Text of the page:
Then I just let it sit overnight. If you want it lighter in color, only leave it in for a few hours. In the morning, I pulled it out and made sure the patina looked the way I wanted it; wiped it off with a wet cloth and made sure there was no fruit, juice, or rust anywhere; oiled it; and then applied Tuf-glide to the entire blade to lock in the patina as is.

Simple enough, and I think it looks great.
Thanks man. I have a ESEE Izula II that needs stripped and a good patina. Yours does look great. I need to buy some grapefruit anyway.

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d.2.the.p
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Postby d.2.the.p » Thu Feb 07, 2013 10:01 am

Irelander wrote:Thanks man. I have a ESEE Izula II that needs stripped and a good patina. Yours does look great. I need to buy some grapefruit anyway.
Thank you. Also, check out this thread that I found on an ESEE forum. http://jungletraining.com/forums/showth ... -questions

Some of the forced patinas look outstanding. Apparently someone got some sponges and soaked them in gun blue and laid them out on the blades to get a really cool looking patina. Might be worth a shot too.

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chuck_roxas45
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Postby chuck_roxas45 » Thu Feb 07, 2013 11:39 am

I did this schrade old timer(1095) with gun blue.

Image

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computernut
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Postby computernut » Sat Feb 09, 2013 5:55 pm

My new Caly3 SB: (white wine vinegar for 30min)
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Image

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razorsharp
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Postby razorsharp » Sun Feb 10, 2013 11:36 pm


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razorsharp
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Postby razorsharp » Mon Feb 11, 2013 12:38 am

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Toddles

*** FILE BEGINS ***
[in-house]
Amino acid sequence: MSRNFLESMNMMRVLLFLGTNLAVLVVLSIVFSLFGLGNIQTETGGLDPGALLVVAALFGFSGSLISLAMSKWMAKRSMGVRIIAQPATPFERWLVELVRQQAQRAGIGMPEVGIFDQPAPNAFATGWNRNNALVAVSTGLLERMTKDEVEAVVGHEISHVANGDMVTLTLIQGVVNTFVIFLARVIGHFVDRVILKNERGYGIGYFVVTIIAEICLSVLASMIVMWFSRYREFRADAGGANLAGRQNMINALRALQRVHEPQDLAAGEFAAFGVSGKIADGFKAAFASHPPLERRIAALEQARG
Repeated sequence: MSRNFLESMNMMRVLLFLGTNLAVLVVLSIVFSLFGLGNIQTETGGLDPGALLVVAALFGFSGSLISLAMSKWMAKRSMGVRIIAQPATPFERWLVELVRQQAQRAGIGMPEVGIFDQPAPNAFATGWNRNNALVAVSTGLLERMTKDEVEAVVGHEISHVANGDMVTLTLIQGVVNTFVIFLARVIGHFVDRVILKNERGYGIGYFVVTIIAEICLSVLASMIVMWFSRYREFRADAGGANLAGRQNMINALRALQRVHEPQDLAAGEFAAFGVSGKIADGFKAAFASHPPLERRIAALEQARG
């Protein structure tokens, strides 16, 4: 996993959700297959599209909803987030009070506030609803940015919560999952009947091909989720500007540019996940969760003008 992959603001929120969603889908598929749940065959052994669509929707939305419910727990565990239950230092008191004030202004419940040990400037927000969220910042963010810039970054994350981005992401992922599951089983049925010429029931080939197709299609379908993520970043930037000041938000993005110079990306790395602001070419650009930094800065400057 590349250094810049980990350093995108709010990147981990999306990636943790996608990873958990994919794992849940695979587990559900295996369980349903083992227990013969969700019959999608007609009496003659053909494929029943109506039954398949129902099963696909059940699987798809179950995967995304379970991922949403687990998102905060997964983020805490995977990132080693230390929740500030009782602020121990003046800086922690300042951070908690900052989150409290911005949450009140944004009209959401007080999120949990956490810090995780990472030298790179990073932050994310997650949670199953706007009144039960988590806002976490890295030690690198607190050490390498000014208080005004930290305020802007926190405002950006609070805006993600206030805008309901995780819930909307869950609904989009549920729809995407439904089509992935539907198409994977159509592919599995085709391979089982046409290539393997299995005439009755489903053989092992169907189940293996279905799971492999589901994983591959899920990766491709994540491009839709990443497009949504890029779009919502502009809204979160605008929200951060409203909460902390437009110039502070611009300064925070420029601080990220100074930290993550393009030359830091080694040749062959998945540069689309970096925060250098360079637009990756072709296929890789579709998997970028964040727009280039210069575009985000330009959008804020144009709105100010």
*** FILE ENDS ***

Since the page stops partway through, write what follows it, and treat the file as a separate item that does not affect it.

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Postby Toddles » Sat Feb 23, 2013 10:11 am

Did this with coffee grounds.

Image
Image
Dynamic Programming: It's not fun.

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Holland
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Postby Holland » Sat Feb 23, 2013 10:20 am

Nice shots toddles! love it when you can see the bluish purple stains
-Spencer

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Toddles
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Postby Toddles » Sat Feb 23, 2013 10:47 am

Bit better lighting

Image
Image
Dynamic Programming: It's not fun.

kromo
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Postby kromo » Sat Feb 23, 2013 11:28 am

Toddles wrote:Did this with coffee grounds.

Image
can you explain the all process. please

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Toddles
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Postby Toddles » Sat Feb 23, 2013 11:38 am

Sure.

After I made my coffee this morning:

I took a small plate and folded up a paper towel and placed it on the plate.
I then spread some of the used grounds out on the paper towel.
I took the blade out of the Caly and laid it on the grounds.
I then spread some grounds on top.
I placed another folded paper towel over the top.
I then poured a bit of fresh hot coffee over the paper towel sandwich and let it sit for about an hour.

Afterwards I took it out and rinsed it off in hot water.

Then I grabbed some of the really fine grounds that stick to the sides of my grinder and more or less made a paste out of it with a bit of hot water on in my hand.

I spread that on the blade and let it sit for a bit then rinsed it off. (This seemed to add a bit of the golden tones)


I've no idea how well this works universally. I was using a pretty strong breakfast blend.
Dynamic Programming: It's not fun.

kromo
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Postby kromo » Sat Feb 23, 2013 11:41 am

tks a lot :)
maybe i will try it on my edc delica. afraid to do that on native5...
****..i need more knifes,

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Toddles
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Postby Toddles » Sat Feb 23, 2013 11:54 am

It's only going to work on a non-stainless steel.
Dynamic Programming: It's not fun.